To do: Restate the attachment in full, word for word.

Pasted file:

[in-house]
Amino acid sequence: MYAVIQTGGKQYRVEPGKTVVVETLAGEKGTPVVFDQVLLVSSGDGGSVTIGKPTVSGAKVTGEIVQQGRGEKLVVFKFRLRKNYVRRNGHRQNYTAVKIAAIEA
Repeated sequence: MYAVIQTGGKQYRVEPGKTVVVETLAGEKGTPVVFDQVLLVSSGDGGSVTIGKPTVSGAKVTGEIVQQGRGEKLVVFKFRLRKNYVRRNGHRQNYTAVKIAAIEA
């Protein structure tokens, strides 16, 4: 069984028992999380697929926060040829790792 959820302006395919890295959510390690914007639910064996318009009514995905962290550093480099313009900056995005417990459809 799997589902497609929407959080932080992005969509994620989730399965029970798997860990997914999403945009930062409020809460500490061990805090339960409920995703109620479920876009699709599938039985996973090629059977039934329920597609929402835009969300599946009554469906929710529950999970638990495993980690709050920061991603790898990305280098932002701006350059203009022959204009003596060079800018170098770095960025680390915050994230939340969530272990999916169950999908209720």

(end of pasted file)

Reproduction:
[in-house]
Amino acid sequence: MYAVIQTGGKQYRVEPGKTVVVETLAGEKGTPVVFDQVLLVSSGDGGSVTIGKPTVSGAKVTGEIVQQGRGEKLVVFKFRLRKNYVRRNGHRQNYTAVKIAAIEA
Repeated sequence: MYAVIQTGGKQYRVEPGKTVVVETLAGEKGTPVVFDQVLLVSSGDGGSVTIGKPTVSGAKVTGEIVQQGRGEKLVVFKFRLRKNYVRRNGHRQNYTAVKIAAIEA
């Protein structure tokens, strides 16, 4: 069984028992999380697929926060040829790792 959820302006395919890295959510390690914007639910064996318009009514995905962290550093480099313009900056995005417990459809 799997589902497609929407959080932080992005969509994620989730399965029970798997860990997914999403945009930062409020809460500490061990805090339960409920995703109620479920876009699709599938039985996973090629059977039934329920597609929402835009969300599946009554469906929710529950999970638990495993980690709050920061991603790898990305280098932002701006350059203009022959204009003596060079800018170098770095960025680390915050994230939340969530272990999916169950999908209720």